For example, I had a trip that included stops in Iceland, Paris, and Prague. While it was one big trip, to me it felt like individual photo adventures. So, I have individual folders for each of those locations.

On another trip I spent time with a good friend traveling around Spain, including time crisscrossing the Pyrenees Mountains between France and Spain. While a good number of my photos were captured in France, to me that trip was focused on Spain. So, all of the photos from the trip are in a “Spain Road Trip” folder, rather than individual folders for Spain and France.

These are just a couple of examples, of course, but the point is that I recommend grouping photos into folders based on your sense of how (or whether) those photos belong together. The folders can then be named based on how you think of the images, so that when you’re looking for a particular photo, you’ll already have a sense of what the name of the appropriate folder might be. That, in turn, will help you locate photos more easily in the context of navigating to a particular folder.

Original Filename After Renaming


Today’s Question: Is original filename preserved anywhere when renaming is used [in Lightroom Classic], especially when exporting?

Tim’s Quick Answer: If you rename photos within Lightroom Classic, the original filename is preserved in metadata so you can review that filename or revert the filename as needed. However, when you rename upon export that “new” filename is not preserved along with the original photo in your catalog.

More Detail: You can, of course, rename photos from within Lightroom Classic. For example, you can simply change the File Name field in the Metadata section of the right panel in the Library module. You can also batch-rename multiple selected photos using the Library > Rename Photos command on the menu.

When you rename photos in Lightroom Classic, the original filename is preserved in the “Original Filename” field that will then appear in the Metadata section of the right panel in the Library module. You can obviously review that original filename there, or use the original filename within the batch renaming feature to revert photos to their original filenames.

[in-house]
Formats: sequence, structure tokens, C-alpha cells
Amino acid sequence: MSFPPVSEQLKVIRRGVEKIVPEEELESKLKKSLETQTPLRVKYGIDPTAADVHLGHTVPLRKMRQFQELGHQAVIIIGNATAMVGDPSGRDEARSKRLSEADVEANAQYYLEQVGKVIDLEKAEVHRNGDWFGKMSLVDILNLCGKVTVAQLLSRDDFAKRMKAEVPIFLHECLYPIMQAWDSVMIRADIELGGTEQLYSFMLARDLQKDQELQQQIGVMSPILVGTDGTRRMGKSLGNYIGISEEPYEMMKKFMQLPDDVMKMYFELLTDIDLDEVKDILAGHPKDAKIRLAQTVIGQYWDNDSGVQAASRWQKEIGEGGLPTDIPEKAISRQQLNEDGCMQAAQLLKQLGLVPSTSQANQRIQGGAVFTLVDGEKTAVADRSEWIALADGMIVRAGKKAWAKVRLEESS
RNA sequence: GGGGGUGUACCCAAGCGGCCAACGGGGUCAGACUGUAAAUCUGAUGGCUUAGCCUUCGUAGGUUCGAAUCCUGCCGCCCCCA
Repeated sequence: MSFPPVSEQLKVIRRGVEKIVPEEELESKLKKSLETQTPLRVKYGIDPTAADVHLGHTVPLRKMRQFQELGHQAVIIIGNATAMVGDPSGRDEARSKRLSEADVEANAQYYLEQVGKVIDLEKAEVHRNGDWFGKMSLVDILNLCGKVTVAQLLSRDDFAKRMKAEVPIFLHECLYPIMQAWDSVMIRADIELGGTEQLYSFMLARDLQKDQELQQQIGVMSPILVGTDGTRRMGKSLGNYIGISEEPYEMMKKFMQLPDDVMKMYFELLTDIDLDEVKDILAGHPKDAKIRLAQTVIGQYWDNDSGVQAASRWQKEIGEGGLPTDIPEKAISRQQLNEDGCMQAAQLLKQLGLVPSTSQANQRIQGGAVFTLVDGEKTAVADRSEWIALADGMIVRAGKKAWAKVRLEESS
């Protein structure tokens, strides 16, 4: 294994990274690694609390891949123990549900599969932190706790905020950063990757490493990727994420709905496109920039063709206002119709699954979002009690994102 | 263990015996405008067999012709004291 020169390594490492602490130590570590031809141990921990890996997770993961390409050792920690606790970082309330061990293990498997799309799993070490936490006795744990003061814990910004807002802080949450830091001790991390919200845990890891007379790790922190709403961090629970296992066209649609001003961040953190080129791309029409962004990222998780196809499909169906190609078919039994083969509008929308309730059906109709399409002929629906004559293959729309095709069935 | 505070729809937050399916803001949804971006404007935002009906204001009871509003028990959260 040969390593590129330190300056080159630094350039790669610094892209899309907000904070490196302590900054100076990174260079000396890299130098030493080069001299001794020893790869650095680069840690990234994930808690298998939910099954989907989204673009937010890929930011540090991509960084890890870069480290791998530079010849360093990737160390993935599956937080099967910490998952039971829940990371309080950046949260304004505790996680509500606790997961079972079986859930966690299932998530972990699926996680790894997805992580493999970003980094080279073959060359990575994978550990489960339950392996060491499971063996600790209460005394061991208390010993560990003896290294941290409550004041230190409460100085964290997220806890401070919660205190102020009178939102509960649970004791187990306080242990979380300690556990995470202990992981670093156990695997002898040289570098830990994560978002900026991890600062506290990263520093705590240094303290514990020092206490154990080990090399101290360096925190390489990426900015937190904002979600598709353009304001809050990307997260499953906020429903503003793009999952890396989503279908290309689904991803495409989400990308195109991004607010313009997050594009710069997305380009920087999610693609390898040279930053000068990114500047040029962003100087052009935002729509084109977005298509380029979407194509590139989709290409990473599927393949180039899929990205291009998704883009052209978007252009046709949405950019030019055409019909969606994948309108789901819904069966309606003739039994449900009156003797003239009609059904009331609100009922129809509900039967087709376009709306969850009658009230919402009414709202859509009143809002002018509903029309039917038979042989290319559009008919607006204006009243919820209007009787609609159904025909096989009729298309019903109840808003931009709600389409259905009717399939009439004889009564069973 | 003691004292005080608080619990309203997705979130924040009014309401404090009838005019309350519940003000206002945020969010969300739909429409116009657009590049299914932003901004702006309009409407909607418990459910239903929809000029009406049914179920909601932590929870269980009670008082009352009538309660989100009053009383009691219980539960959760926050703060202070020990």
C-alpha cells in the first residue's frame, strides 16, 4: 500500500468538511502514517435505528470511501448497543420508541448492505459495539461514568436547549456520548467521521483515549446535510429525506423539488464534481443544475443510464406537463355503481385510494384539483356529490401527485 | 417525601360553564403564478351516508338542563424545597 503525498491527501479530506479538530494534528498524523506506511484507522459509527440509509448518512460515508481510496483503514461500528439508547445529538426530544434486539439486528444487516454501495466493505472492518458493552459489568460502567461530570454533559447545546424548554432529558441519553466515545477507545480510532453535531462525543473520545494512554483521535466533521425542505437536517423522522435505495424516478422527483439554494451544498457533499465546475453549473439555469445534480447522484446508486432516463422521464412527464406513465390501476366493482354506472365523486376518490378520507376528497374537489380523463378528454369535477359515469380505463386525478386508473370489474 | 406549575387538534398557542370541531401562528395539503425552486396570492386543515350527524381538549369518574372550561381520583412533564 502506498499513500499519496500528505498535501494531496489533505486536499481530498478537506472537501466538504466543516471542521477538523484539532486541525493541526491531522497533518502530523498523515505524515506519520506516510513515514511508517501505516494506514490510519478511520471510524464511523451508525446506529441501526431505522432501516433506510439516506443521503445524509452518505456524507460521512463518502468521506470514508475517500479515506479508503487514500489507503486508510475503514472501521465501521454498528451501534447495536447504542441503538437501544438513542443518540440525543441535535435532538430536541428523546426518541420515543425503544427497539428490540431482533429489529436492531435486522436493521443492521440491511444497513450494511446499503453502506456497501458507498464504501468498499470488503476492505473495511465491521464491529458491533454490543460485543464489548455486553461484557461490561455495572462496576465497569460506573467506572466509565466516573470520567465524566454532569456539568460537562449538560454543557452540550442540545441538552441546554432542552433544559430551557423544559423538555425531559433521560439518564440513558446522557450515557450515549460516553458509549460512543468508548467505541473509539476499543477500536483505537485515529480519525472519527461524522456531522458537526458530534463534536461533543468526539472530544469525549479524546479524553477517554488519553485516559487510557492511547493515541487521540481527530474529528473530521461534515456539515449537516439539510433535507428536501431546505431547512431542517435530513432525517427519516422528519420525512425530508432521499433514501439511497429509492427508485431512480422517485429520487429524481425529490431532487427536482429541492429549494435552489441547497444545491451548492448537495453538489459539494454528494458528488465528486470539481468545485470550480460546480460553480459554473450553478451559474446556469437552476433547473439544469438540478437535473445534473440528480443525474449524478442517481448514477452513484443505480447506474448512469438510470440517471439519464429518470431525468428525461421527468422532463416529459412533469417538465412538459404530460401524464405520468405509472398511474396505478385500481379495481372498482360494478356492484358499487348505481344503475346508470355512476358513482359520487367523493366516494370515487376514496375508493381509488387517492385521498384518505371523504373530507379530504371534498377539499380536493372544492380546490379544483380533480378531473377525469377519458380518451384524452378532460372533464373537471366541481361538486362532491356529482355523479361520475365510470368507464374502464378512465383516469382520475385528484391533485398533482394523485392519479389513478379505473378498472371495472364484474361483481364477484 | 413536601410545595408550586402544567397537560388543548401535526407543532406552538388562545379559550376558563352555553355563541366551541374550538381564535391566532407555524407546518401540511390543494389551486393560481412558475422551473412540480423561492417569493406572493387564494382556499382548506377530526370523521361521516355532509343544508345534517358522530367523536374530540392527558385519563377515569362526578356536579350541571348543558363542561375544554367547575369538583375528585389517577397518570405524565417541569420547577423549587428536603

However, when you rename photos during export, the original filename is not preserved as part of that process. That is because you’re not actually renaming the photo being managed in your Lightroom Classic catalog, but rather are creating a new file with a new name.

Empty versus Duplicate Layer


Today’s Question: When performing image cleanup work in Photoshop why do you use an empty image layer instead of a duplicate layer?

Tim’s Quick Answer: The primary benefits of performing image cleanup work on a new empty image layer rather than a copy of the Background image layer are reduced file size and a more streamlined workflow.

More Detail: In Adobe Photoshop the primary reason to use layers is to provide a non-destructive workflow. For example, by performing image cleanup on a separate layer you are not altering the underlying Background image layer directly. This makes it very easy to then correct or eliminate any changes that ended up not working out well.

When it comes to image cleanup, you can either create a copy of a complete image layer (such as the Background image layer) or create a new empty image layer. The option for working with an empty image layer for this purpose is possible because most of the image-cleanup tools in Photoshop enable you to work across multiple image layers. For example, you can cleanup blemishes that exist on the Background image layer by painting on a new empty image layer, and the Background image layer can be used as the basis of the pixels created on the cleanup layer.

If you duplicate the Background image layer, you are effectively doubling the base file size. So, one of the key benefits of using an empty image layer for image cleanup is that the file size won’t increase significantly at all.

In addition, working with a separate image layer provides more flexibility in your workflow. You can easily erase pixels on the image cleanup layer if some of the cleanup steps didn’t work out as well as you would have liked, for example.

In general, I don’t recommend creating a copy of the full Background image layer unless the task you’re performing requires that step. This might be the case for certain filters or creative effects, for example. However, it is not necessary to duplicate the Background image layer for most image-cleanup tasks.